Oliver Twist

Front Cover
Running Press Book Publishers, 1996 - Fiction - 478 pages
7 Reviews
Oliver, a victimized orphan in nineteenth-century London, falls in with a band of pickpockets under the conniving Fagin and the treacherous Bill Sikes before he is rescued by the gentle-hearted Nancy.

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User Review  - eduardoallgri - LibraryThing

This story is about a boy who goes through many problems in his life, Oliver Twist. His mother died when she gave birth. Then, he goes through several problems with his adoptive family that lead him ... Read full review

A true classic

User Review  - Jessica - Christianbook.com

The story of Oliver Twist tells of the struggles of a young orphan boy in the streets of London. It follows him from his birth, to his labeling as a trouble-maker when he dares to ask for more food ... Read full review

Contents

Authors Preface to the Third Edition
11
Chapter 1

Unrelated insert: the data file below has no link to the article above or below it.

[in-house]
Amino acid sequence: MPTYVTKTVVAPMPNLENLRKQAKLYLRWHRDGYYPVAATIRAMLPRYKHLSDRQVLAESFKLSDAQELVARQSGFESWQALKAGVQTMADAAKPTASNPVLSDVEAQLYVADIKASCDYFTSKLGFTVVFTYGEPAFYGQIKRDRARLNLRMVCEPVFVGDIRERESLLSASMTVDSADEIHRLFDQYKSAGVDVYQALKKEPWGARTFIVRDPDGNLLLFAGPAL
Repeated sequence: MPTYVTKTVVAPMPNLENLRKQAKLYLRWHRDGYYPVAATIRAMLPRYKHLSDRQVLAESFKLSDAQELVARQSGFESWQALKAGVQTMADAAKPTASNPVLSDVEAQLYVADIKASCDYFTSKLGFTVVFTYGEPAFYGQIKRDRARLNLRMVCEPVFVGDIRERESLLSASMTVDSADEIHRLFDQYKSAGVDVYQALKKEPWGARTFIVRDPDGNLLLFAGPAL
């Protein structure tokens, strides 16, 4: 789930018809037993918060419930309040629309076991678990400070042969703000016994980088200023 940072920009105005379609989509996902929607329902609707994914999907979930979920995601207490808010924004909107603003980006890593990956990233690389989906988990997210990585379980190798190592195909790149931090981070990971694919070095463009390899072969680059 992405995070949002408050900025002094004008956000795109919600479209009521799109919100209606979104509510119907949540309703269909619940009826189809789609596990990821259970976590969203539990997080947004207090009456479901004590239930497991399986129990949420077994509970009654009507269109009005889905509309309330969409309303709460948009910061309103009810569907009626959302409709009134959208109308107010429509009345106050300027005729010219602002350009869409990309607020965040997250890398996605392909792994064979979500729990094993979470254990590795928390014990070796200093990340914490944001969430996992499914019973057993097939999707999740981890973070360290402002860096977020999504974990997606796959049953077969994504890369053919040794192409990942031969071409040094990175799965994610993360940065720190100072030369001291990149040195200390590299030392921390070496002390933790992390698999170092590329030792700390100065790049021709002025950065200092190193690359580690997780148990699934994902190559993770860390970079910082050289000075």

21
Chapter 3
33
Copyright

16 other sections not shown

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About the author (1996)

Charles Dickens, perhaps the best British novelist of the Victorian era, was born in Portsmouth, Hampshire, England on February 7, 1812. His happy early childhood was interrupted when his father was sent to debtors' prison, and young Dickens had to go to work in a factory at age twelve. Later, he took jobs as an office boy and journalist before publishing essays and stories in the 1830s. His first novel, The Pickwick Papers, made him a famous and popular author at the age of twenty-five. Subsequent works were published serially in periodicals and cemented his reputation as a master of colorful characterization, and as a harsh critic of social evils and corrupt institutions. His many books include Oliver Twist, David Copperfield, Bleak House, Great Expectations, Little Dorrit, A Christmas Carol, and A Tale of Two Cities. Dickens married Catherine Hogarth in 1836, and the couple had nine children before separating in 1858 when he began a long affair with Ellen Ternan, a young actress. Despite the scandal, Dickens remained a public figure, appearing often to read his fiction. He died in 1870, leaving his final novel, The Mystery of Edwin Drood, unfinished.

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